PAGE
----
Zaro and Truman (1998: 77) emphasize that legal translation represents something of a compromise. Translators usually strive to achieve acceptability in both the target language and the cultural references that it contains, especially in official translations, which have a clearly defined role to play in legal processes. One fact that makes life easier for the translators is the constant repetition of set formulae and text types, which can facilitate the translationprocess, assuming, of course, that the translator has acquired the experience and knowledge to deal confidently with the specialized terminology.

5. The Macrostructure of Academic Certificates

A good example of a highly conventional genre is the university degree or certificate. Because of the increasing mobility of university students and researchers, translators encounter this type of administrative text on a regular basis. A brief look at the standard macrostructure (layout or outline) of Persian and English specimens shows a striking similarity of scheme, which may be brought under the following headings:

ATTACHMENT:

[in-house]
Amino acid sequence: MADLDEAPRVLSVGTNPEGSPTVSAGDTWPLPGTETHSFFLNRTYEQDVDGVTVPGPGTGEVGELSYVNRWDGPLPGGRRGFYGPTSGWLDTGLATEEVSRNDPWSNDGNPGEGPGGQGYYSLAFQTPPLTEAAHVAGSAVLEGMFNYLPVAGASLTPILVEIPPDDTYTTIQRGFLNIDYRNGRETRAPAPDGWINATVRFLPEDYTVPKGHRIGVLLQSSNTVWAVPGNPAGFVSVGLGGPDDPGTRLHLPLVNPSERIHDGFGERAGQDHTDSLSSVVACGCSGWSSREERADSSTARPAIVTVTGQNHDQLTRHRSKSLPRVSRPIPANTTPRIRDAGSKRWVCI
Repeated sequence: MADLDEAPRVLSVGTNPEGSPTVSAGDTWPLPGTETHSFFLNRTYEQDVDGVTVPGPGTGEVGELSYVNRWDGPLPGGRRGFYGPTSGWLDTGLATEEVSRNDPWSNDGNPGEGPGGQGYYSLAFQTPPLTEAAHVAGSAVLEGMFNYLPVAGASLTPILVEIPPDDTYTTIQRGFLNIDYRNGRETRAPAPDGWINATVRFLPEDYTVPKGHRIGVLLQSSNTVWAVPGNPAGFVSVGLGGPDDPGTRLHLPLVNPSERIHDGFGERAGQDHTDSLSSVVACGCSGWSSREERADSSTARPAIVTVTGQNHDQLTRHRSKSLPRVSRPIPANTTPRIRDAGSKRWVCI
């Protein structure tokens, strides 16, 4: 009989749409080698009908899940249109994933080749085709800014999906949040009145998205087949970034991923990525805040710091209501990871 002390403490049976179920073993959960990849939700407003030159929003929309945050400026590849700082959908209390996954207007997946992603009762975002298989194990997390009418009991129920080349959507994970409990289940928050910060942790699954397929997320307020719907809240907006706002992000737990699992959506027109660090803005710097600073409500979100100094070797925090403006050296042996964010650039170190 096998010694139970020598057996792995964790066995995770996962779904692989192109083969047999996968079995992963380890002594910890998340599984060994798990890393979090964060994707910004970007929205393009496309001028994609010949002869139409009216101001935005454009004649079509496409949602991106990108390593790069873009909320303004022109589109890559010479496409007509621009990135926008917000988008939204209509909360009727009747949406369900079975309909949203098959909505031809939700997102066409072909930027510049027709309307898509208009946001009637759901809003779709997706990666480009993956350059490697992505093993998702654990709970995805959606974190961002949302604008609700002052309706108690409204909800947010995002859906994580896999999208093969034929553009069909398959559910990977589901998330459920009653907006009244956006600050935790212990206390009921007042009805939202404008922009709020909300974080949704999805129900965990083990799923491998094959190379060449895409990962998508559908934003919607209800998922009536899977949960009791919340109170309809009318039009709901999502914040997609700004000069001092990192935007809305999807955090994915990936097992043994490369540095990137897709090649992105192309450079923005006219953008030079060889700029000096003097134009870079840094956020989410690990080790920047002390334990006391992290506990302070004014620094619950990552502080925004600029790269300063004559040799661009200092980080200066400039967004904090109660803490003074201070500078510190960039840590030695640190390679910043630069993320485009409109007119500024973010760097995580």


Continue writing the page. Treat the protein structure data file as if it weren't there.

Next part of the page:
English: Identification of the issuing authorities:
Persian: Taeeine maghamat saderkonandeh madarek daneshgahi
English: The Chief Registrar of the University of ……hereby attests to the fact that:
Academic justification for the award:
Persian: Modir kole amozeshe daneshgah… Bedin vasileh taeed minamayad: Ba tavajoh
be ekhtiyarate tafizi:
English: … on the recommendation of the Senate of the University …
Purpose of the certificate (expressed by a performative verb):
Persian: Nazar be pishnahade shorayeh ali daneshgah…
Ea’lam midarad:
English: … does hereby confer upon ……the degree of ….
Rights and privileges conferred by the award:
Persian: Bedin vasile daneshnameh… be… ea’ta migardad…
En gavahy jahat bahremandy azhoghogh va emtiyazate ea’taeenashi az in
daneshname sader gardideh ast.
English: … with all the rights and privileges appertaining thereto ….
The marking scale:
Persian: Ba koliyehhoghoghvaemtiyazatemarbuteh…
Melake nomrehgozari:
English: Place and date of issue: